In December 2020, the DOJ filed another lawsuit for prison abuse, this time for the unconstitutional conditions in Alabama prisons. The state’s prisons are the most lethal in the country, with systemic corruption and escalating violence over the last 15 years. The Justice Department’s lawsuit cites inadequate responses to violence among prisoners, excessive force by guards, and sexual abuse, all of which combine for unsafe living conditions and rights violations.
Recently, unprecedented winter storms in February led to another form of unsafe and inhumane conditions in prisons. Texas had widespread power outages that left facilities without heat, forcing inmates to sleep in freezing cells. Some were without running water for days, with overflowing toilets and no way to wash hands. The lack of water and frigid temperatures endured by prisoners exposed significant issues with the state’s ability to provide basic needs and rights to inmates during emergencies.
The Long History of Prison Abuse in the U.S.
Prison abuse has been around for generations, with civil lawsuits and investigations into state and federal prisons that uncovered gross mistreatment of inmates across the country. Unfortunately, today’s reality looks much like America’s history, with abuse by prison officials and other inmates far too common.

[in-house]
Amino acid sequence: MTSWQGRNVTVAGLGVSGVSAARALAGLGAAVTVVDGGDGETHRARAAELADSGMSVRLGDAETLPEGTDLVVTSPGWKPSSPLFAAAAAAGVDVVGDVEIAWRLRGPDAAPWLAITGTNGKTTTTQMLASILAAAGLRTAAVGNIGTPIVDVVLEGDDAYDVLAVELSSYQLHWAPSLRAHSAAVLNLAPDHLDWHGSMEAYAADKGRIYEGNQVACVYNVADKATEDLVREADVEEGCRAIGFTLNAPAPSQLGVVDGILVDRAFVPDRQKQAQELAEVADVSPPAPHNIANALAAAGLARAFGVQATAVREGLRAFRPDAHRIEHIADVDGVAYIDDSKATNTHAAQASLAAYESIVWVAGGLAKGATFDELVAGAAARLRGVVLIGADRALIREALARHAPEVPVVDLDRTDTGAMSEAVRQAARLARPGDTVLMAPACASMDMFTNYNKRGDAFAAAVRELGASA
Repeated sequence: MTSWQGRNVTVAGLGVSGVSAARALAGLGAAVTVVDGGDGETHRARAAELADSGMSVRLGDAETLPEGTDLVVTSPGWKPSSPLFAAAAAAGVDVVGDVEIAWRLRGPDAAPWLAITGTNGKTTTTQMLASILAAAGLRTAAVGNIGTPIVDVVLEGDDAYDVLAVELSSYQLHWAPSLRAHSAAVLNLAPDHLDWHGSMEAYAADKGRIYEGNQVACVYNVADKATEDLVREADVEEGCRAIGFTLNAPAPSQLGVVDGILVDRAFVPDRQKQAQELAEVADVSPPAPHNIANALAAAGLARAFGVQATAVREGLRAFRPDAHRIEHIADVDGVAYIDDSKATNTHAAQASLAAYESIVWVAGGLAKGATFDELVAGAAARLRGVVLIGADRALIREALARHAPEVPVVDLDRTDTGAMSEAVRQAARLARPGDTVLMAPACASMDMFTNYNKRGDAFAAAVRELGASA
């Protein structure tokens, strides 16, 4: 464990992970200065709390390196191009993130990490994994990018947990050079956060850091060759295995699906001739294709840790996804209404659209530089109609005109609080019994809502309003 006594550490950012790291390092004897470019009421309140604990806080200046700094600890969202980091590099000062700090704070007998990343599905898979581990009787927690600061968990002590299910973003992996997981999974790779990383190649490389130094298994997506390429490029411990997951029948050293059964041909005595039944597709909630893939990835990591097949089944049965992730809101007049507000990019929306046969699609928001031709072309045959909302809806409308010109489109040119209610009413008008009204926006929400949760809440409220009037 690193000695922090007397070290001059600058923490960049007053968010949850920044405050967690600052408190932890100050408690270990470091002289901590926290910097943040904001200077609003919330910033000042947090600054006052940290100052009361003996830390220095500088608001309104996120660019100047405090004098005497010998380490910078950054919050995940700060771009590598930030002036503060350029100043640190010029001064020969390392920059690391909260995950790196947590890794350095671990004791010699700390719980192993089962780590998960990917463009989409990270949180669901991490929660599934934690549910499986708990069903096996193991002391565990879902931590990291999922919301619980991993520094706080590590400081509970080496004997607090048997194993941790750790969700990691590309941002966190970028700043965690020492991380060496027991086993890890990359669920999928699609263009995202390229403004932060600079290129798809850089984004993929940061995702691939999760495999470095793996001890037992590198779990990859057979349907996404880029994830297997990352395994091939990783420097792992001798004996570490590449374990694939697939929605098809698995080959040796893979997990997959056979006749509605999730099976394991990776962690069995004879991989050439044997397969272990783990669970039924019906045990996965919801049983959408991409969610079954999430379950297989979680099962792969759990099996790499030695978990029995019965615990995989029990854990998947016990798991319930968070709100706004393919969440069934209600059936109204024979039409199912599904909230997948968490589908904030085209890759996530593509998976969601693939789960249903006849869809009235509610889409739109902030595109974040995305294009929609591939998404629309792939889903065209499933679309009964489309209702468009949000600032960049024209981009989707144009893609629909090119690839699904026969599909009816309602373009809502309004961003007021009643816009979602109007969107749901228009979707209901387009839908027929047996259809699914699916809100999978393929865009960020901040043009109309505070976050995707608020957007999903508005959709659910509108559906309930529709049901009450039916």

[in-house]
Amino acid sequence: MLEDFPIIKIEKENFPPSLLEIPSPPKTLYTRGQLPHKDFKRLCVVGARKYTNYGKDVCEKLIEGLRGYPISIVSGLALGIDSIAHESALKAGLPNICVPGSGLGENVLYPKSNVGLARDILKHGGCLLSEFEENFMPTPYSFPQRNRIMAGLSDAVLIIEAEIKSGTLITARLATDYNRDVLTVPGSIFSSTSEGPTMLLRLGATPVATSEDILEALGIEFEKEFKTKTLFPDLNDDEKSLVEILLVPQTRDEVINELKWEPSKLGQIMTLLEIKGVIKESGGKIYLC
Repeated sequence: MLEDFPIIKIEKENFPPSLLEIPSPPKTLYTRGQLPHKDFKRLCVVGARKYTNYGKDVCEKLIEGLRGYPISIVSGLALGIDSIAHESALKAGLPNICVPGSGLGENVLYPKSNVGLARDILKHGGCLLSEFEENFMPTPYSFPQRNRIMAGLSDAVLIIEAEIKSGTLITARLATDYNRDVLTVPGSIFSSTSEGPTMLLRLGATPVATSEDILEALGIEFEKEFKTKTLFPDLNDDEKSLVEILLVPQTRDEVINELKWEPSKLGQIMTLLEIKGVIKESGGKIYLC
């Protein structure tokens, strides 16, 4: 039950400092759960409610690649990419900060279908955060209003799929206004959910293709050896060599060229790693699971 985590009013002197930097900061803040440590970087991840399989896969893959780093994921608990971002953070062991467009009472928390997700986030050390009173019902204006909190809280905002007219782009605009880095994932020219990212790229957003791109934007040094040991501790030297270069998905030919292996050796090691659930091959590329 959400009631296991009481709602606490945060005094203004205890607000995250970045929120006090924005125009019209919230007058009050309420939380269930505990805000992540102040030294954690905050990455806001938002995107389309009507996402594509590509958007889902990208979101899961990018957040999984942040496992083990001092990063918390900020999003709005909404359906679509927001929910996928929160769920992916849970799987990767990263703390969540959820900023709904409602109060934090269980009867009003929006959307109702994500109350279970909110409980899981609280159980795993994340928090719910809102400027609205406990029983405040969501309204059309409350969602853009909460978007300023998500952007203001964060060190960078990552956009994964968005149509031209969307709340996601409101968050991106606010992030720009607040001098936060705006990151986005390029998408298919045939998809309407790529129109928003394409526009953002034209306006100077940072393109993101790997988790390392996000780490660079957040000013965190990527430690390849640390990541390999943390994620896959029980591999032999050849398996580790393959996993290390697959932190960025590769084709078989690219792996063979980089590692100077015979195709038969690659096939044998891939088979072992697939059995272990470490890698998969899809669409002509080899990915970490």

Some of the facilities with a history of abuse and poor living conditions are Pelican Bay Prison in California, Metropolitan Detention Center in New York, and Maricopa County Jail in Arizona. Even a youth detention center in Maryland was in the spotlight in 2004 for abuse and mistreatment.
One of the most infamous prison abuse scandals occurred in New York State in 1971. Commonly referred to as the Attica Prison Riot, almost 1,300 inmates took part in an uprising with a list of demands. Overcrowding, censorship of mailings, and abhorrent living conditions that allowed inmates only one shower per week and one roll of toilet paper per month were all factors that led prisoners to take a stand. The riot lasted four days and resulted in the deaths of 33 inmates and ten prison officers, with some, but not all, prisoner demands met.